Upon hearing concern from the ABC, Cissell and student leaders decided to give all profits received from commissions to the ABC. They also planned the event to start at 5 p.m. and end at 7 p.m. so that it would not conflict with the varsity game and snack shack sales.

Assistant Principal Jason Meskis said he believes that the tailgating will not interfere with snack shack sales.

“[The tailgate] is attracting a different crowd; people are still hungry at halftime at the varsity game but by then the food trucks have already left,” Meskis said. “[Those] who are going to the food trucks have [planned to do so beforehand].”

Because the food trucks send a check to the school after all events have concluded, school officials will not know whether there was a decrease in sales at the snack shack until the football season is over.

In the event that less money is made, Ahdoot said that “these expenses will need to be covered by another avenue.”

Despite these behind-the-scenes discussions, many students have a positive view of the tailgate and believe that it has encouraged student participation in the games.

“[I] went earlier to the [junior varsity] game and would usually have showed up right on time to the varsity game,” junior Liliana Fendler said.

Senior Bek Kamolov said he applauded the event for having “diverse foods” and “amazing beverages.” During the tailgate he and his friends “were getting pumped” and “were already ready for the [varsity] game.”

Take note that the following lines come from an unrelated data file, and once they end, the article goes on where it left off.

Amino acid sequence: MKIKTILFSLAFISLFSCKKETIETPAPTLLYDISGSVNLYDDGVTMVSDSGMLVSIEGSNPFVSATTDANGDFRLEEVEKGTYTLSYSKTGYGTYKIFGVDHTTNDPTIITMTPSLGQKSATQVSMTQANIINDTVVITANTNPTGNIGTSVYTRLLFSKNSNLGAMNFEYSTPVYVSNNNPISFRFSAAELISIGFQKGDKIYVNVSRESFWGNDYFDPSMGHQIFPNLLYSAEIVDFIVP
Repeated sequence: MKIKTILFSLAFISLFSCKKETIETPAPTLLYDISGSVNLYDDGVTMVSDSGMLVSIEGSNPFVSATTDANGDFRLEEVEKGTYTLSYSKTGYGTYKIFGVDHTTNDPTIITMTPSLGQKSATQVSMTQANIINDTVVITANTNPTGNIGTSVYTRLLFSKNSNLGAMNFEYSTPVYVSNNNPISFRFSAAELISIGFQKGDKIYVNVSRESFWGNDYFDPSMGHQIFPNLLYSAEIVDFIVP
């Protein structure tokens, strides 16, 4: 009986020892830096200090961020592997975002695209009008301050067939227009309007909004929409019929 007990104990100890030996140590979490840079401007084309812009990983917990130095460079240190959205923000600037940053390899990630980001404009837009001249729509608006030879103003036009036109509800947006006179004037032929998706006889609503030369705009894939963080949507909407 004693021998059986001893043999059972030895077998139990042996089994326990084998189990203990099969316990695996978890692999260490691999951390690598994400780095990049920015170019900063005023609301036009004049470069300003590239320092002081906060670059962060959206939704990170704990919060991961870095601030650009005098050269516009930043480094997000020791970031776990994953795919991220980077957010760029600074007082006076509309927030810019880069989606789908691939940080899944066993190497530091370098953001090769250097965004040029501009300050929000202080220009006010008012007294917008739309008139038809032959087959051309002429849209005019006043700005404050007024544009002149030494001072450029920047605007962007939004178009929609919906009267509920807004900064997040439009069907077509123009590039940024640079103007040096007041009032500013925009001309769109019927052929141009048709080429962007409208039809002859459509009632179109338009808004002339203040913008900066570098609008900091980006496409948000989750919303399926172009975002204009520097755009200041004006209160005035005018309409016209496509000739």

Some students believe that there is still room for improvement.

A student decides what he is going to buy from The Grilled Cheese Truck (Nick Burt/Talon)

A student decides what he is going to buy from The Grilled Cheese Truck (Nick Burt/Talon)

“There isn’t much to do besides stand around and listen to music,” sophomore Susan Carman said.

Head football coach Tim Kenney said that, though he was worried that students might spend more time at the tailgate instead of the football game despite the time change, he was also “encouraged” that the student body wanted to bring school spirit to the game.

“I like the idea of giving students a reason to show up to sports to support other students,” Kenney said. “Anything that will increase the spirit of athletics, I’m in favor of.”

Varsity football players also saw the tailgate as an opportunity to increase school spirit.

“[The students] were tailgating our game like they tailgate professional games. It kind of felt cool,” junior linebacker and running back Tyler Glassman said.

Junior linebacker and running back Dylan Sweeterman said he agreed.

I like the idea of giving students a reason to show up to sports to support other students”

— Tim Kenney

“There was a wild and exciting atmosphere [at the tailgate]; there was a good feeling,” Sweeterman said.

ASB has made an extensive effort to advertise the event, including mailing flyers, advertising in the Acorn and sending an all-call to parents. The local Oak Park elementary and middle schools were also contacted to draw in large crowds.

“We don’t want [the tailgate] to be just for Oak Park [High School],” Whealen said. “We want it to be for the entire Oak Park district.”

The idea originated from senior and ASB Treasurer Max Davis who, in late August, proposed creating a tailgate event during which football spectators would be greeted by food and music.

While other local high schools feature similar programs to the tailgating, none involve both pre-game food trucks and music.

Agoura High School has “Big Friday,” an ASB-sponsored pre-game barbecue at the first home football game. Westlake High School allows a student-led tailgating event in the student parking lot with music, but no food. Thousand Oaks High School’s ASB invites local food sponsors to have vendors during their football games alongside a general snack shack.

“It’s a big step [ASB] is taking and not too many people do it because it is hard to do,” Whealen said. “But if you do it right, it gets more people to come and it’s worth it.”